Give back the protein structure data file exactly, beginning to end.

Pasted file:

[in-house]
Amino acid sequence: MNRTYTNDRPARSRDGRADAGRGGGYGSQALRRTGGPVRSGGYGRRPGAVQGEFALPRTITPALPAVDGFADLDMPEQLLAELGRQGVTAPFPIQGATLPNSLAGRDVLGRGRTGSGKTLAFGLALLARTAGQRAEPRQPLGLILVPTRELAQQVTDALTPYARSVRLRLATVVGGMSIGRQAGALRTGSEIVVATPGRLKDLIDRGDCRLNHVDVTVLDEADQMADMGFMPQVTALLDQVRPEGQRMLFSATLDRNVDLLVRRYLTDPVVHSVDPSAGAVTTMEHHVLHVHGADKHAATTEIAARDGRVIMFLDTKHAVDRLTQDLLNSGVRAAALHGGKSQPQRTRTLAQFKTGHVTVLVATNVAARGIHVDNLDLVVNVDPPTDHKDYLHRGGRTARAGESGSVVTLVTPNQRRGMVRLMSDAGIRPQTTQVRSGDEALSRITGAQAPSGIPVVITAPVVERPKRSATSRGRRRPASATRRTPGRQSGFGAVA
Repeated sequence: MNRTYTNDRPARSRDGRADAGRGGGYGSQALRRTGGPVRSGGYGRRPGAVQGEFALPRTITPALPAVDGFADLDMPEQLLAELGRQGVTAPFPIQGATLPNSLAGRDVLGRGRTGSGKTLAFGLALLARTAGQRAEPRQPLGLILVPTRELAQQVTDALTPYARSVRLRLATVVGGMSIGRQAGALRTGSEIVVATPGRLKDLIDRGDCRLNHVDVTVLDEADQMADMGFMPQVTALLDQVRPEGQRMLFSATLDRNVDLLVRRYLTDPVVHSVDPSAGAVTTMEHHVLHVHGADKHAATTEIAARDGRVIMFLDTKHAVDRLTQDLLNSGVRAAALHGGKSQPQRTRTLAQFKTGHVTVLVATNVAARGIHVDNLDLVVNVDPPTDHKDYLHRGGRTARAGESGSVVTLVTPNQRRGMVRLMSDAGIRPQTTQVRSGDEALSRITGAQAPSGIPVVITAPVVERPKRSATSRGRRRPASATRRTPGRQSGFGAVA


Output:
[in-house]
Amino acid sequence: MNRTYTNDRPARSRDGRADAGRGGGYGSQALRRTGGPVRSGGYGRRPGAVQGEFALPRTITPALPAVDGFADLDMPEQLLAELGRQGVTAPFPIQGATLPNSLAGRDVLGRGRTGSGKTLAFGLALLARTAGQRAEPRQPLGLILVPTRELAQQVTDALTPYARSVRLRLATVVGGMSIGRQAGALRTGSEIVVATPGRLKDLIDRGDCRLNHVDVTVLDEADQMADMGFMPQVTALLDQVRPEGQRMLFSATLDRNVDLLVRRYLTDPVVHSVDPSAGAVTTMEHHVLHVHGADKHAATTEIAARDGRVIMFLDTKHAVDRLTQDLLNSGVRAAALHGGKSQPQRTRTLAQFKTGHVTVLVATNVAARGIHVDNLDLVVNVDPPTDHKDYLHRGGRTARAGESGSVVTLVTPNQRRGMVRLMSDAGIRPQTTQVRSGDEALSRITGAQAPSGIPVVITAPVVERPKRSATSRGRRRPASATRRTPGRQSGFGAVA
Repeated sequence: MNRTYTNDRPARSRDGRADAGRGGGYGSQALRRTGGPVRSGGYGRRPGAVQGEFALPRTITPALPAVDGFADLDMPEQLLAELGRQGVTAPFPIQGATLPNSLAGRDVLGRGRTGSGKTLAFGLALLARTAGQRAEPRQPLGLILVPTRELAQQVTDALTPYARSVRLRLATVVGGMSIGRQAGALRTGSEIVVATPGRLKDLIDRGDCRLNHVDVTVLDEADQMADMGFMPQVTALLDQVRPEGQRMLFSATLDRNVDLLVRRYLTDPVVHSVDPSAGAVTTMEHHVLHVHGADKHAATTEIAARDGRVIMFLDTKHAVDRLTQDLLNSGVRAAALHGGKSQPQRTRTLAQFKTGHVTVLVATNVAARGIHVDNLDLVVNVDPPTDHKDYLHRGGRTARAGESGSVVTLVTPNQRRGMVRLMSDAGIRPQTTQVRSGDEALSRITGAQAPSGIPVVITAPVVERPKRSATSRGRRRPASATRRTPGRQSGFGAVA